ladee

MyPTSD Pro
Since my son died, my apartment looks like a bomb went off in it. I honestly didn't SEE how bad it had gotten cluttered because I was so deep in grief nothing else mattered.

I have to do the 'one small thing'. It does help to not feel that I am a first class slob. I am depressed and overwhelmed by feelings I can't control. So my living space just sort of projects how I feel. Chaotic. No rhythm. No movement. Because that is where I am in life right now.

I too will not let anyone in my apartment. I have art supplies everywhere in my work area. It's my organized disorganized clutter. I totally understand how you feel.

One small thing a day does help. It really does. Sending hugs of understanding.
 

void

MyPTSD Pro
@goblin

For a life-time of reasons, I understand. Of course not fully, but quite a bit.

You have identified the core of it all, when you said...

"my brain is an expert at making instantaneous links between objects (everything in the house) and painful memories. When the PTSD flares up in me, pretty much everything is a trigger, so I end up just hiding ... from everything."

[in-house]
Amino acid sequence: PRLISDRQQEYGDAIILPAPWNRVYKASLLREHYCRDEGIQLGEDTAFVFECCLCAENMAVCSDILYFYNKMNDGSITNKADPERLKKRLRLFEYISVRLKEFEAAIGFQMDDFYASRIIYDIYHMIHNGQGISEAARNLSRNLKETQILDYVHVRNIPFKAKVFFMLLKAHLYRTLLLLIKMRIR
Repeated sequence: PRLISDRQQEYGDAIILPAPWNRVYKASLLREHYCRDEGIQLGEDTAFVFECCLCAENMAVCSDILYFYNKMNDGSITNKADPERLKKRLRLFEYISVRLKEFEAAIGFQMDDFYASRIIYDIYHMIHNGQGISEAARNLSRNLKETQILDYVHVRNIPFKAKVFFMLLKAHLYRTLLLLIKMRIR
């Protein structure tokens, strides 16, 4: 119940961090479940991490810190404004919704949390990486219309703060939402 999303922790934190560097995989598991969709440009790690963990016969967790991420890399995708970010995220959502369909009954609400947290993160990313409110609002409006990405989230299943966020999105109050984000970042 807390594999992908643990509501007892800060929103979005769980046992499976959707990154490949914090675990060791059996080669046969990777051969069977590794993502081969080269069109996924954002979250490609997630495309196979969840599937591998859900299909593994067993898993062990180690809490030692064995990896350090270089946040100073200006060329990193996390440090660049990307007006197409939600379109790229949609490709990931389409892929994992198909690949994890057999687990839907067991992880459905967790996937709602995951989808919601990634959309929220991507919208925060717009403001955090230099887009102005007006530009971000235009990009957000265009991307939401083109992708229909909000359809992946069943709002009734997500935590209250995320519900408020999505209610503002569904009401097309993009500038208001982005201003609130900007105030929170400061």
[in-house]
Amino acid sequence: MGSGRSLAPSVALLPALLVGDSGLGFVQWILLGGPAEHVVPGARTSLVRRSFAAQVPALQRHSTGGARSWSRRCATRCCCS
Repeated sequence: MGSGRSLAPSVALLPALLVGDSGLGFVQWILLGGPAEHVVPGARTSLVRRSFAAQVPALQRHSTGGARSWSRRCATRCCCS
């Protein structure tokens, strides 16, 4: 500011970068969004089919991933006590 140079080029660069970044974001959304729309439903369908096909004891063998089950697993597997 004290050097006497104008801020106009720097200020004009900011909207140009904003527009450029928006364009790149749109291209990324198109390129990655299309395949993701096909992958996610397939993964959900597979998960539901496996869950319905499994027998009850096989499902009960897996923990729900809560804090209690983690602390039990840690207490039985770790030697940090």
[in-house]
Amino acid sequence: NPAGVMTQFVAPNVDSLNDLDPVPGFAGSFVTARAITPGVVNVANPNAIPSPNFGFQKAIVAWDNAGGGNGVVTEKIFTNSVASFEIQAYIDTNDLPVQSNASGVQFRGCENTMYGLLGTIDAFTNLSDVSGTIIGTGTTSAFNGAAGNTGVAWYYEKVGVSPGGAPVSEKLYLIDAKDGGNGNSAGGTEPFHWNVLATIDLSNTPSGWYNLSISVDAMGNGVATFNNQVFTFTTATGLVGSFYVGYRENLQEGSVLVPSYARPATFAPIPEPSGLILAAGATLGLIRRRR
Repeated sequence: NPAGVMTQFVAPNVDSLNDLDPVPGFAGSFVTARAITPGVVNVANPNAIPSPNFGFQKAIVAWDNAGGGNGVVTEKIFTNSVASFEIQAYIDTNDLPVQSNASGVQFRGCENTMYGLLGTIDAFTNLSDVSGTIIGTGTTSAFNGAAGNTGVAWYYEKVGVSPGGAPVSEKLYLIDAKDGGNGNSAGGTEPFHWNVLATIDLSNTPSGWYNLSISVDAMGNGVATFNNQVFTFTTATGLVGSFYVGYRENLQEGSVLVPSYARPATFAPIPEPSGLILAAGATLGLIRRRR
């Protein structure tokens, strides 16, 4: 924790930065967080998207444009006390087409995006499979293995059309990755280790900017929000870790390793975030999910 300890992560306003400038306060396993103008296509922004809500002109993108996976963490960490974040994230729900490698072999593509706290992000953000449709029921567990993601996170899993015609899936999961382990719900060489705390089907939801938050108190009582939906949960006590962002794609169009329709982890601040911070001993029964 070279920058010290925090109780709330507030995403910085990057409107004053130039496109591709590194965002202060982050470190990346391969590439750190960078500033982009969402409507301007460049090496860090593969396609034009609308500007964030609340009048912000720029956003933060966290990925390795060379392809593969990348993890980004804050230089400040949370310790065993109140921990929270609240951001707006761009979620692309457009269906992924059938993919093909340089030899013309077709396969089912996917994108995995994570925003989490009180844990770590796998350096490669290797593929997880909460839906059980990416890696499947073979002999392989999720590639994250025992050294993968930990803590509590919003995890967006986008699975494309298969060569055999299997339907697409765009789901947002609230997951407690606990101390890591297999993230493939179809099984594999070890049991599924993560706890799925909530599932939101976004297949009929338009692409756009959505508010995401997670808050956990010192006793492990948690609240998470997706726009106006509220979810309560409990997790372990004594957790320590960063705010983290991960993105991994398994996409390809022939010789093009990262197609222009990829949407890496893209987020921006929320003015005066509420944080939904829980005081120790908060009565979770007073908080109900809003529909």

Very few people with severe avoidance and/or hoarding-like behaviour will ever have insight into the following cycle.

Object---->emotional link/connection----->causes overwhelm*------>shut-down/avoidance

*overwhelm can be understood through the Window Of Arousal concept

It is not the objects in your home or what you need to do with them that is at issue here. The issue is that the objects triggers emotions/cognitions that you feel you can't manage and so you avoid/shut down. You are not avoiding the object or the task which needs to be performed but the emotions which were connected to the object.

Learning to detect and regulate your level of physiological arousal is difficult. Identifying this as the core of the issue is the starting point. I think you already have more insight than most.

Hoarding is never about too many physical objects it is always an issue of emotional dysregulation in connection to physical objects.

May you find progress in your complex situation.
 
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goblin

New Here
I just did 30 minutes of cleaning up and it made a visible difference. Whoa.

I read all of your responses on this thread, gritted my teeth, and got to work. So here I am too say THANK YOU for the support here. It's invaluable. I'm kinda looking forward to getting more done later tonight.